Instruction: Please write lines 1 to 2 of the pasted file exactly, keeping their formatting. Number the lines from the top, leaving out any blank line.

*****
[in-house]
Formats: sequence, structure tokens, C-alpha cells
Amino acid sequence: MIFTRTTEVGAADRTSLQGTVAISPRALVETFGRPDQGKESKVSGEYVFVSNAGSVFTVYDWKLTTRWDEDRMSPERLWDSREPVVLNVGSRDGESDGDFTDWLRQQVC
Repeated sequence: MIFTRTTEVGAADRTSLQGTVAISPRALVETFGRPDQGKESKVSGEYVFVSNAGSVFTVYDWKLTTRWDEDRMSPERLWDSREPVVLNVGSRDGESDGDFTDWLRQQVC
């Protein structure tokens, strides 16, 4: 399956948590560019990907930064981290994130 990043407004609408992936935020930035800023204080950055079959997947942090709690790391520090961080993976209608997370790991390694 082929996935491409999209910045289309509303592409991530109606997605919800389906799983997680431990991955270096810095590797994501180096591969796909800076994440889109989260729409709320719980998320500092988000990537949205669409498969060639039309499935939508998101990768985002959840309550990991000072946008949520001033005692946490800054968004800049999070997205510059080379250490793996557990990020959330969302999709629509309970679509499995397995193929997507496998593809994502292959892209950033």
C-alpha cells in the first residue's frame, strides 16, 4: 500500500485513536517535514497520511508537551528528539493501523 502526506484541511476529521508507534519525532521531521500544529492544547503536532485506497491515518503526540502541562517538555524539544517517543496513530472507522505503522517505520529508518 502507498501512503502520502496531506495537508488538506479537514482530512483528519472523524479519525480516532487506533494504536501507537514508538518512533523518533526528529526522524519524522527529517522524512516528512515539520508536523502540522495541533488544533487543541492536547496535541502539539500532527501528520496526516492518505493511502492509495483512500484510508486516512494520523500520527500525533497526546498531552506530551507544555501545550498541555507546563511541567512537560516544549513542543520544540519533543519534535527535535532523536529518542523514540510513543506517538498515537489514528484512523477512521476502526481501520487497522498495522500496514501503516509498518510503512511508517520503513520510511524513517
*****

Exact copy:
[in-house]
Formats: sequence, structure tokens, C-alpha cells